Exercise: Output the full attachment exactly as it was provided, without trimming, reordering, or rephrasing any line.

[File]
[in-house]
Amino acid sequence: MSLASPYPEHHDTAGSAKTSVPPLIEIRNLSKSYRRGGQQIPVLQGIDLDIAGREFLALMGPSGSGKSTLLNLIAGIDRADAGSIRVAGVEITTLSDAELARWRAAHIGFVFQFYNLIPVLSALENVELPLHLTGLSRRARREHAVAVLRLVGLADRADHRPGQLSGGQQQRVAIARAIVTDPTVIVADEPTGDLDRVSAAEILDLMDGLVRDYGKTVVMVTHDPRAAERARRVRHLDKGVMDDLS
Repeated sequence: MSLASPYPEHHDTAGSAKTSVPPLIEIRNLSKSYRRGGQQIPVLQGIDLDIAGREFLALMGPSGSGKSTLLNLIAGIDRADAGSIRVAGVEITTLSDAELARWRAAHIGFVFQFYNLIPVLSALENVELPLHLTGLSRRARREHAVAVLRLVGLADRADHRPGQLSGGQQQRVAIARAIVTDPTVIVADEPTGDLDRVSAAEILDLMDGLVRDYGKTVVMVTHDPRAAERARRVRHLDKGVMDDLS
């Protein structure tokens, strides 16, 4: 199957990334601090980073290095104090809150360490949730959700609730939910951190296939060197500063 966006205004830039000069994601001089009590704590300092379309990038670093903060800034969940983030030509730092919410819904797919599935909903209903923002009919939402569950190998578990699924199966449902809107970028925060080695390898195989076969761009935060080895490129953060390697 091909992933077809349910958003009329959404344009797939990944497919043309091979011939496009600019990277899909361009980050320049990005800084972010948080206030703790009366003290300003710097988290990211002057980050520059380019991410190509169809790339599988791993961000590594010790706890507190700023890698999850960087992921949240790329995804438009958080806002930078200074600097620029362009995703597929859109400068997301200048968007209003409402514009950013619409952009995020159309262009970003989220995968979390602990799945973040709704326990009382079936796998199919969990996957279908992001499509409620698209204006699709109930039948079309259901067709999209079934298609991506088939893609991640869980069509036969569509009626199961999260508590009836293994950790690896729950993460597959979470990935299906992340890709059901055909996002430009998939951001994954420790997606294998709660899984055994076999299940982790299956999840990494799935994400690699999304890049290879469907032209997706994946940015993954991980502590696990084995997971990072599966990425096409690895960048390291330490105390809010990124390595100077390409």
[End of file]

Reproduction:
[in-house]
Amino acid sequence: MSLASPYPEHHDTAGSAKTSVPPLIEIRNLSKSYRRGGQQIPVLQGIDLDIAGREFLALMGPSGSGKSTLLNLIAGIDRADAGSIRVAGVEITTLSDAELARWRAAHIGFVFQFYNLIPVLSALENVELPLHLTGLSRRARREHAVAVLRLVGLADRADHRPGQLSGGQQQRVAIARAIVTDPTVIVADEPTGDLDRVSAAEILDLMDGLVRDYGKTVVMVTHDPRAAERARRVRHLDKGVMDDLS
Repeated sequence: MSLASPYPEHHDTAGSAKTSVPPLIEIRNLSKSYRRGGQQIPVLQGIDLDIAGREFLALMGPSGSGKSTLLNLIAGIDRADAGSIRVAGVEITTLSDAELARWRAAHIGFVFQFYNLIPVLSALENVELPLHLTGLSRRARREHAVAVLRLVGLADRADHRPGQLSGGQQQRVAIARAIVTDPTVIVADEPTGDLDRVSAAEILDLMDGLVRDYGKTVVMVTHDPRAAERARRVRHLDKGVMDDLS
């Protein structure tokens, strides 16, 4: 199957990334601090980073290095104090809150360490949730959700609730939910951190296939060197500063 966006205004830039000069994601001089009590704590300092379309990038670093903060800034969940983030030509730092919410819904797919599935909903209903923002009919939402569950190998578990699924199966449902809107970028925060080695390898195989076969761009935060080895490129953060390697 091909992933077809349910958003009329959404344009797939990944497919043309091979011939496009600019990277899909361009980050320049990005800084972010948080206030703790009366003290300003710097988290990211002057980050520059380019991410190509169809790339599988791993961000590594010790706890507190700023890698999850960087992921949240790329995804438009958080806002930078200074600097620029362009995703597929859109400068997301200048968007209003409402514009950013619409952009995020159309262009970003989220995968979390602990799945973040709704326990009382079936796998199919969990996957279908992001499509409620698209204006699709109930039948079309259901067709999209079934298609991506088939893609991640869980069509036969569509009626199961999260508590009836293994950790690896729950993460597959979470990935299906992340890709059901055909996002430009998939951001994954420790997606294998709660899984055994076999299940982790299956999840990494799935994400690699999304890049290879469907032209997706994946940015993954991980502590696990084995997971990072599966990425096409690895960048390291330490105390809010990124390595100077390409």